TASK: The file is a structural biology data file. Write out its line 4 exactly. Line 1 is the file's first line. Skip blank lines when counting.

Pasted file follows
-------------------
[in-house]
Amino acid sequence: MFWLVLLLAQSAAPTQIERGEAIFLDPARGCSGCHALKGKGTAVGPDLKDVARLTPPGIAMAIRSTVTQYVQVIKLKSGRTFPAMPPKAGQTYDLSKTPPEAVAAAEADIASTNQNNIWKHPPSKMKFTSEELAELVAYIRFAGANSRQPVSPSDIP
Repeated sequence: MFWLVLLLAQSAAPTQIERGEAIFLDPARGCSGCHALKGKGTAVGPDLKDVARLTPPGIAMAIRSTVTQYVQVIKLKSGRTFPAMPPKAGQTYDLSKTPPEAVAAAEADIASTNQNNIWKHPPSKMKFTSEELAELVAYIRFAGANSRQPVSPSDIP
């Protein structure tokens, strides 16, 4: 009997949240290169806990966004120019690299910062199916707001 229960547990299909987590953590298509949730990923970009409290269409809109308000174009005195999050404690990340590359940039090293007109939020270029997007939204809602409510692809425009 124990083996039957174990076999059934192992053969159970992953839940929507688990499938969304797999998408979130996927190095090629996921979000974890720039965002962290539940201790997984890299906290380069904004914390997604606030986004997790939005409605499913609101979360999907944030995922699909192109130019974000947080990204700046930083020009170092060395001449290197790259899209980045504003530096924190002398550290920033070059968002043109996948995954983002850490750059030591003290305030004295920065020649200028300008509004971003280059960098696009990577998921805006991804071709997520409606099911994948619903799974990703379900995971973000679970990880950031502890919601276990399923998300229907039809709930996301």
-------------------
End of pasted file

């Protein structure tokens, strides 16, 4: 009997949240290169806990966004120019690299910062199916707001 229960547990299909987590953590298509949730990923970009409290269409809109308000174009005195999050404690990340590359940039090293007109939020270029997007939204809602409510692809425009 124990083996039957174990076999059934192992053969159970992953839940929507688990499938969304797999998408979130996927190095090629996921979000974890720039965002962290539940201790997984890299906290380069904004914390997604606030986004997790939005409605499913609101979360999907944030995922699909192109130019974000947080990204700046930083020009170092060395001449290197790259899209980045504003530096924190002398550290920033070059968002043109996948995954983002850490750059030591003290305030004295920065020649200028300008509004971003280059960098696009990577998921805006991804071709997520409606099911994948619903799974990703379900995971973000679970990880950031502890919601276990399923998300229907039809709930996301």